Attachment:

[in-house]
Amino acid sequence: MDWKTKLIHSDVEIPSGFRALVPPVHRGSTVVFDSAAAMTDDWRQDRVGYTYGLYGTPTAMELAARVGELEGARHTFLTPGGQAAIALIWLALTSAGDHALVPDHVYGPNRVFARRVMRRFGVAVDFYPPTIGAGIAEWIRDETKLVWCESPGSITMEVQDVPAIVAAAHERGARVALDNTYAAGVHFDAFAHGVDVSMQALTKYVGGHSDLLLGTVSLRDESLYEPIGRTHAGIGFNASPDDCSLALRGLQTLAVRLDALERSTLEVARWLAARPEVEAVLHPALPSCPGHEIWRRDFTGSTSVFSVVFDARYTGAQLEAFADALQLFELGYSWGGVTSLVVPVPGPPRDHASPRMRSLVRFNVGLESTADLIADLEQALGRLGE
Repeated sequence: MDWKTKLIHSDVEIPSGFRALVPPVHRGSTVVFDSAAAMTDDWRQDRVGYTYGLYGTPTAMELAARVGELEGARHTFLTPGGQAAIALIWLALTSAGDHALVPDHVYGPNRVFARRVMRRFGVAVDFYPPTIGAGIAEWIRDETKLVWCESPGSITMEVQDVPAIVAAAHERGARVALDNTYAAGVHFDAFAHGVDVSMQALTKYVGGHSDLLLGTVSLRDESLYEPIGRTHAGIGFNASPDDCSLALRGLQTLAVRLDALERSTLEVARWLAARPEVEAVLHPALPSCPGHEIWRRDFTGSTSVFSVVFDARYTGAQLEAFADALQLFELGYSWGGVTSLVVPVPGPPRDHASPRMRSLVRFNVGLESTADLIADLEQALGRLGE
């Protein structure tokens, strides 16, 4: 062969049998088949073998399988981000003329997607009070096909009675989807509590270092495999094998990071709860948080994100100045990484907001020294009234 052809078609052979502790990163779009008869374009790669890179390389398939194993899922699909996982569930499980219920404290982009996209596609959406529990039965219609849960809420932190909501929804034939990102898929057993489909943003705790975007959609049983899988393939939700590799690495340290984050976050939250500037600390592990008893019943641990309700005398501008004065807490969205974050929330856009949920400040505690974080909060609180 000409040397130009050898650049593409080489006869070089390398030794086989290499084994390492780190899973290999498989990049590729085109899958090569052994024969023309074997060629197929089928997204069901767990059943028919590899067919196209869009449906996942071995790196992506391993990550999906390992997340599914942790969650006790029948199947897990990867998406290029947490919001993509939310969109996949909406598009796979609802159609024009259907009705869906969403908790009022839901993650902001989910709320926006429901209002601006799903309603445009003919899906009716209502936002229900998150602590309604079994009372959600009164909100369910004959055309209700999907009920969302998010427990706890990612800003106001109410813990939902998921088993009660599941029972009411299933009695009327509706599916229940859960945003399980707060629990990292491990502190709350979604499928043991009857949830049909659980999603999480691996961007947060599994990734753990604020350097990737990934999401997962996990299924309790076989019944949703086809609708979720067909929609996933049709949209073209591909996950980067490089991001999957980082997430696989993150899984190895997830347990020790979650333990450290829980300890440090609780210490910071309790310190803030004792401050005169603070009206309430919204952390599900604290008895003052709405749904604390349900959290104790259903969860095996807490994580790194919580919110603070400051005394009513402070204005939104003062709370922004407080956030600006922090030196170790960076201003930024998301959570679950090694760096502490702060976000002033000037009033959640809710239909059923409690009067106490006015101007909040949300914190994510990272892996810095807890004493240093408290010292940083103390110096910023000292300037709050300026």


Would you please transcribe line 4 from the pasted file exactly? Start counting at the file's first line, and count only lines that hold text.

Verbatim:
């Protein structure tokens, strides 16, 4: 062969049998088949073998399988981000003329997607009070096909009675989807509590270092495999094998990071709860948080994100100045990484907001020294009234 052809078609052979502790990163779009008869374009790669890179390389398939194993899922699909996982569930499980219920404290982009996209596609959406529990039965219609849960809420932190909501929804034939990102898929057993489909943003705790975007959609049983899988393939939700590799690495340290984050976050939250500037600390592990008893019943641990309700005398501008004065807490969205974050929330856009949920400040505690974080909060609180 000409040397130009050898650049593409080489006869070089390398030794086989290499084994390492780190899973290999498989990049590729085109899958090569052994024969023309074997060629197929089928997204069901767990059943028919590899067919196209869009449906996942071995790196992506391993990550999906390992997340599914942790969650006790029948199947897990990867998406290029947490919001993509939310969109996949909406598009796979609802159609024009259907009705869906969403908790009022839901993650902001989910709320926006429901209002601006799903309603445009003919899906009716209502936002229900998150602590309604079994009372959600009164909100369910004959055309209700999907009920969302998010427990706890990612800003106001109410813990939902998921088993009660599941029972009411299933009695009327509706599916229940859960945003399980707060629990990292491990502190709350979604499928043991009857949830049909659980999603999480691996961007947060599994990734753990604020350097990737990934999401997962996990299924309790076989019944949703086809609708979720067909929609996933049709949209073209591909996950980067490089991001999957980082997430696989993150899984190895997830347990020790979650333990450290829980300890440090609780210490910071309790310190803030004792401050005169603070009206309430919204952390599900604290008895003052709405749904604390349900959290104790259903969860095996807490994580790194919580919110603070400051005394009513402070204005939104003062709370922004407080956030600006922090030196170790960076201003930024998301959570679950090694760096502490702060976000002033000037009033959640809710239909059923409690009067106490006015101007909040949300914190994510990272892996810095807890004493240093408290010292940083103390110096910023000292300037709050300026």